Seoul has a great nightlife scene. I think it’s all about where you are at personally, at that time of your life. Although I look back with perhaps the most fondness at my days living in Tokyo, I’ve about had it with city living though. The cost, the noise, the people, lack of greenery.
Your bio also says that you work for Thai newspapers and magazines. Are those channels of media work spread pretty evenly?
Since arriving in Thailand I’ve worked on fortnightly magazines, weekly newspapers, and now, currently, a daily newspaper. I also do a fair bit of freelance writing and editing for the odd project and website.
Is there plenty of work around for an expat journalist in Thailand?
I suppose so. If you’re qualified and have a bit of experience you should be able to find a bit of work. You also need your fair share of determination and stamina.
I came to Phuket with a few thousand pounds sterling and a vague possibility of a job, and for a while was just working freelance. During that time, I was living very frugally, but was still in sunny Phuket and not in rainy London or Manchester.
I suppose, like with many things that you, along with many others, want, you need to just get out there and give it a go. The longer you’re here, the more contacts you make, and the easier it is to find extra work and income. I also teach English to aspiring air hostesses part time.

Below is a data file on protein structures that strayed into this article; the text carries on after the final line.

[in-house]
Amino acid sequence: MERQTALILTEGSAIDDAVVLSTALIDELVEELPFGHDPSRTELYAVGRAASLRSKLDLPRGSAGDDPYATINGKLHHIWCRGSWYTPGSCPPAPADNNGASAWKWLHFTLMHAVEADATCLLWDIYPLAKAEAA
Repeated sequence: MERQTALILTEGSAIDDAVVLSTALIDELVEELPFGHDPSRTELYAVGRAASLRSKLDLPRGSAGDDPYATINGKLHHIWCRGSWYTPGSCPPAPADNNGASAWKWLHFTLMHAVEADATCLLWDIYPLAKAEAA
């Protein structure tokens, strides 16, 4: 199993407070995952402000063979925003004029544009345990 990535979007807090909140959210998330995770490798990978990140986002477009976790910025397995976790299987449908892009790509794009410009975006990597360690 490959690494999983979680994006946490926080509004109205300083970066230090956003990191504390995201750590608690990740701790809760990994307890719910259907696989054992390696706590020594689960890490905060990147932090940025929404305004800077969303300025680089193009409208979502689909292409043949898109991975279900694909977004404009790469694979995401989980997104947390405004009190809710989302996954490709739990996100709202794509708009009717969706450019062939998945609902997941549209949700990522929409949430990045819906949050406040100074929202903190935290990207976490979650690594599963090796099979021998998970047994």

And you do some radio work as well?
Back in Phuket I used to partake in a weekly sit-down chat on the radio, where the presenter and I would discuss the week in news, with a good dose of humour, as is needed when discussing stories in Thailand. There’s quite a vibrant English language radio scene in Phuket, much more than Bangkok I’ve found.
OK, let’s talk about the book. I notice that ‘Geek in Thailand’ is part of a ‘Geek in’ series with each one focusing on a different country. I assume that the Thailand book is the only one you’ve been personally involved in?
That’s right. The first, ‘A Geek in Japan’ was written by Spanish expat Hector Garcia, based on his very popular blog of the same name. That was followed up by ‘A Geek in Korea’ by a fellow Mancunian journalist that lived and worked in South Korea. Mine is the third in the series, with ‘A Geek in China’ due for release this summer.
I’m obviously somewhat biased, but I think it’s a great series. Books written by expat journalists about the countries they actually live and work in.